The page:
What’s Your Story? 3 Online TPRS Resources for French Teachers
When was the last time you and your students genuinely had fun during your French lessons?
Was it… once upon a time?
If you actually have to make an effort to come up with an answer, you’re ready for a change.
Well, you’re in luck! The change I’m about to propose is trying TPRS—a new(ish) teaching method based on storytelling that has been rocking French classrooms since the ’90s.
To make language learning more fun, effective, personal and, yes, memorable!
Here’s everything you need to know about this exciting teaching strategy.
What Is TPRS?
TPRS stands for Teaching Proficiency through Reading and Storytelling.
It was invented by Blaine Ray, a Spanish teacher in Bakersfield, California, in 1990. He realized that students were disinterested in learning a language from textbooks, but did a lot better when hearing stories. The method focuses on giving students plenty of exposure to a language through listening practice, just like infants learn their native language.
What better way to do this than storytelling?
Storytelling keeps students engaged for a long period of time without losing interest.
Ray also found that letting students act out the stories enables them to better internalize the language. TPRS expands upon the Total Physical Response method, in that movement is a key component of TPRS learning. It makes lessons also more memorable, as students are asked to really embrace the unique features of a story and overdramatize them through acting.
TPRS has tremendous potential for boosting French language acquisition. Fun, engaging and intellectual, some studies show it also proves to be significantly more effective in the classroom when properly implemented than traditional teaching methods. The method invites students to innovate and express themselves, providing them with an opportunity to also acquire invaluable social skills in the process.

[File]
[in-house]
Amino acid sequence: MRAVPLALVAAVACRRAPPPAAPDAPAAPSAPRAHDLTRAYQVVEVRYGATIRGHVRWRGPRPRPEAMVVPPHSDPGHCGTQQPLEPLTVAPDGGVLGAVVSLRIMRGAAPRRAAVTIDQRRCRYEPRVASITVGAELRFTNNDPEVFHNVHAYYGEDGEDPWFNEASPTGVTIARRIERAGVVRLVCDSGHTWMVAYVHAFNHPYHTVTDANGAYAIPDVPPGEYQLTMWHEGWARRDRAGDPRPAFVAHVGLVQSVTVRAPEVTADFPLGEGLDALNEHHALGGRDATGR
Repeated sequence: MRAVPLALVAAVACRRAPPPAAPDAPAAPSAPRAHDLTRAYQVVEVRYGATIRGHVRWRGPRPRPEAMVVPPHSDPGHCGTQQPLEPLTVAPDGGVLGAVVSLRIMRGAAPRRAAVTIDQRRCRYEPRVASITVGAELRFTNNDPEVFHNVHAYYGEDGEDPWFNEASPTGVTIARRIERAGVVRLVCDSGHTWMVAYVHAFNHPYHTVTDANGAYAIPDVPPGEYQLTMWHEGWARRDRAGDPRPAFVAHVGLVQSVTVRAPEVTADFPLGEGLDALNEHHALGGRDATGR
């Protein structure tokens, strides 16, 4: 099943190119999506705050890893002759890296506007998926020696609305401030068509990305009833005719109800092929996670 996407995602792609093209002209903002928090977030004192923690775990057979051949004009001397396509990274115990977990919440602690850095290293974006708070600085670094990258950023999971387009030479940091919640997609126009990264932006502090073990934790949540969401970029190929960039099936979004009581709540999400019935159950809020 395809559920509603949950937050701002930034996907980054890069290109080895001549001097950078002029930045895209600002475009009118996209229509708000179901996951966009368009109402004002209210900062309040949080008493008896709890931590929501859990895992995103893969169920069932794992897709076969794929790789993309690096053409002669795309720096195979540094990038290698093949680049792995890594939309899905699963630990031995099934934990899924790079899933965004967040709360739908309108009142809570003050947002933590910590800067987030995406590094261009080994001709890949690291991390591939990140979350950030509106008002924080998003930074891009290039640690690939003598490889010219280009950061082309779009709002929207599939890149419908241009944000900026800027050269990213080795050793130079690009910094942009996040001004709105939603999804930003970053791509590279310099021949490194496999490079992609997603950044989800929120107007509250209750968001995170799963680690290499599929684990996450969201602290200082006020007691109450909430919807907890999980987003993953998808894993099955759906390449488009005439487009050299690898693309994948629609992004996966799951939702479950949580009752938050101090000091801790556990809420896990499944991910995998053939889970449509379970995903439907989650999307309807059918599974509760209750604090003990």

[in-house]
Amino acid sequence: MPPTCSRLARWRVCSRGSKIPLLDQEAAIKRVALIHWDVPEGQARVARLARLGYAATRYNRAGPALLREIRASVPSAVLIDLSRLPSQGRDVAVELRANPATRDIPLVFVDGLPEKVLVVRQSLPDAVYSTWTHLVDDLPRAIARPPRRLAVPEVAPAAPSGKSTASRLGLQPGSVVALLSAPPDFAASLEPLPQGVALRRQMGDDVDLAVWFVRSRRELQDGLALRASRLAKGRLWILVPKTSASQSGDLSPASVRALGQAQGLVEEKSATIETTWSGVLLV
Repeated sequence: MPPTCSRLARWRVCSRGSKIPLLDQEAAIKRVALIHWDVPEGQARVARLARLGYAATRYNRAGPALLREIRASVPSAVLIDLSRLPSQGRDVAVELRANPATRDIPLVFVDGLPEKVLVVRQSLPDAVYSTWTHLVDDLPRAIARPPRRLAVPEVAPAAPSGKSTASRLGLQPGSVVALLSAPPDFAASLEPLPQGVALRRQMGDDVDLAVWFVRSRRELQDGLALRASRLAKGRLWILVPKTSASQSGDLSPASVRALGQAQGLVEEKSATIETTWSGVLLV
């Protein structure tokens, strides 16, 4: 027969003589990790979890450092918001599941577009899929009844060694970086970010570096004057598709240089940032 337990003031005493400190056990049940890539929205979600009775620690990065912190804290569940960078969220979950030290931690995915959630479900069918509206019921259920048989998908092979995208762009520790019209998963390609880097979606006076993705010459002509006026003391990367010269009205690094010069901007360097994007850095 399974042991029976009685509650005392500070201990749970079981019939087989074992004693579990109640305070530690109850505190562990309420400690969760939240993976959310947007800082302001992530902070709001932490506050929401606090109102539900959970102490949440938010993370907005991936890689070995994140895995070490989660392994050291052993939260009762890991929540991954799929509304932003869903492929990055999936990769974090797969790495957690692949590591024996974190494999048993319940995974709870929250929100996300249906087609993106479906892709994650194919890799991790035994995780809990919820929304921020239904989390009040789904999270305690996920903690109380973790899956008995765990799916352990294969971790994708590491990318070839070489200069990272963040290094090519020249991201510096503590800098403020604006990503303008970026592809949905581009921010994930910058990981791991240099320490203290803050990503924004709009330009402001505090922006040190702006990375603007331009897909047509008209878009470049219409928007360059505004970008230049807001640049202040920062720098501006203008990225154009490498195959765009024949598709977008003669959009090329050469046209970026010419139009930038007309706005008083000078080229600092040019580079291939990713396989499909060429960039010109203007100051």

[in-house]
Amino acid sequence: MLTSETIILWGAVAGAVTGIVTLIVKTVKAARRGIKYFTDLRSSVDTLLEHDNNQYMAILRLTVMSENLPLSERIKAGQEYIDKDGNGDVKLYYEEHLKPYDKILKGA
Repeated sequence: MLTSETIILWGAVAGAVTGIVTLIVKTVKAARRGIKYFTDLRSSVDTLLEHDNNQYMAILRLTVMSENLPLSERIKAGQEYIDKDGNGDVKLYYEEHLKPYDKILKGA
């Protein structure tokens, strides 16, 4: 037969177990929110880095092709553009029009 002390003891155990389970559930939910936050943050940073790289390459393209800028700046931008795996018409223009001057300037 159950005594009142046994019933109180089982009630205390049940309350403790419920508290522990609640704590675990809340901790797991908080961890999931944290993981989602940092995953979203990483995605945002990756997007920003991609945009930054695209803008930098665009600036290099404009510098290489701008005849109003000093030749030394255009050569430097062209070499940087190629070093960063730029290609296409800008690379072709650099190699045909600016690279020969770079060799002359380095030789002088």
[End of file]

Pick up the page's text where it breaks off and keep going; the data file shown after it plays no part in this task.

How to Teach TPRS: The 3 Steps of TPRS
The TPRS method is divided into three main steps: establish meaning, ask the story and reading.
Step 1: Establish Meaning
This is where you introduce and personalize the vocabulary words.
Start by writing them on the board with translations in English to help check meanings. The idea is to give students the tools to understand the story by removing difficult vocabulary and complex structures to study at the beginning.
Have students record the words or phrases in their notebooks. Read them out loud together in French. These new phrases are always repeated several times during the first step to facilitate internalization.
Use gestures, mnemonics or memory aids whenever possible. The idea is to really break away from boring, impersonal word lists and support memorization in whatever ways possible.
Seeing vocabulary in context is also a great way to establish and remember meaning. You should make sure to include as many authentic examples of the French words as possible, and this should include videos with native French speakers. For that, I recommend FluentU.
FluentU takes authentic videos—like music videos, movie trailers, news and inspiring talks—and turns them into personalized language lessons.
Another good tip at this stage is to ask students personal questions using the vocabulary. Ask students about each other. Seek unusual responses, responses that make them look good, responses that make everyone laugh. This will help them activate the words and hasten adoption through pronunciation and repetition in a stress-free environment.